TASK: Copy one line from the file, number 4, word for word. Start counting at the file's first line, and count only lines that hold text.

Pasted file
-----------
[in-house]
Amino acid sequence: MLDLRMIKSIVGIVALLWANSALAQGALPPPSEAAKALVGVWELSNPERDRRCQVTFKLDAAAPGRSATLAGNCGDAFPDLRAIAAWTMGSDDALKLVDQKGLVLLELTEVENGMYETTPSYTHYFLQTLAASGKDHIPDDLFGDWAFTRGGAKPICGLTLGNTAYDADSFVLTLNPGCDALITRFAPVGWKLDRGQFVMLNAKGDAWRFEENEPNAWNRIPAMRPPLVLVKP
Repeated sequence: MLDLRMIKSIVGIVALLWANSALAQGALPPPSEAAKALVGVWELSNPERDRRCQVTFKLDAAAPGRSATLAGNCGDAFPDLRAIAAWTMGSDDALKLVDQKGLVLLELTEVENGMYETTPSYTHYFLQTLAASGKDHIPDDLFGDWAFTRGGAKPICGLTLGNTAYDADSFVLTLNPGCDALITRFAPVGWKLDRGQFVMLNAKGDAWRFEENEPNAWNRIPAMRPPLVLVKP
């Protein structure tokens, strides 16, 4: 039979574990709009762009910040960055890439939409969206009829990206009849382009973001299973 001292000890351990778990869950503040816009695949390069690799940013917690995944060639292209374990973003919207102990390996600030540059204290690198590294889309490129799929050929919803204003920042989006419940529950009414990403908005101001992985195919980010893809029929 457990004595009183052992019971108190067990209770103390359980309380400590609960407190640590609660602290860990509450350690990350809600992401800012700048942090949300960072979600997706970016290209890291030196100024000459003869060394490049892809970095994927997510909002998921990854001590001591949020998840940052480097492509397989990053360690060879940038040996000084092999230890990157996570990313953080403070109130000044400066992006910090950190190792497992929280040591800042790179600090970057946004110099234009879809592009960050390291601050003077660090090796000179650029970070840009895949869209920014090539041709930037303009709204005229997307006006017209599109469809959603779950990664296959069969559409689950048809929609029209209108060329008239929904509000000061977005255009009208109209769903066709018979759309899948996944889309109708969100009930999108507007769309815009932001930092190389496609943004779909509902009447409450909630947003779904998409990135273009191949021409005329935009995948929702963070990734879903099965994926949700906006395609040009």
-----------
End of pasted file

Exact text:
């Protein structure tokens, strides 16, 4: 039979574990709009762009910040960055890439939409969206009829990206009849382009973001299973 001292000890351990778990869950503040816009695949390069690799940013917690995944060639292209374990973003919207102990390996600030540059204290690198590294889309490129799929050929919803204003920042989006419940529950009414990403908005101001992985195919980010893809029929 457990004595009183052992019971108190067990209770103390359980309380400590609960407190640590609660602290860990509450350690990350809600992401800012700048942090949300960072979600997706970016290209890291030196100024000459003869060394490049892809970095994927997510909002998921990854001590001591949020998840940052480097492509397989990053360690060879940038040996000084092999230890990157996570990313953080403070109130000044400066992006910090950190190792497992929280040591800042790179600090970057946004110099234009879809592009960050390291601050003077660090090796000179650029970070840009895949869209920014090539041709930037303009709204005229997307006006017209599109469809959603779950990664296959069969559409689950048809929609029209209108060329008239929904509000000061977005255009009208109209769903066709018979759309899948996944889309109708969100009930999108507007769309815009932001930092190389496609943004779909509902009447409450909630947003779904998409990135273009191949021409005329935009995948929702963070990734879903099965994926949700906006395609040009």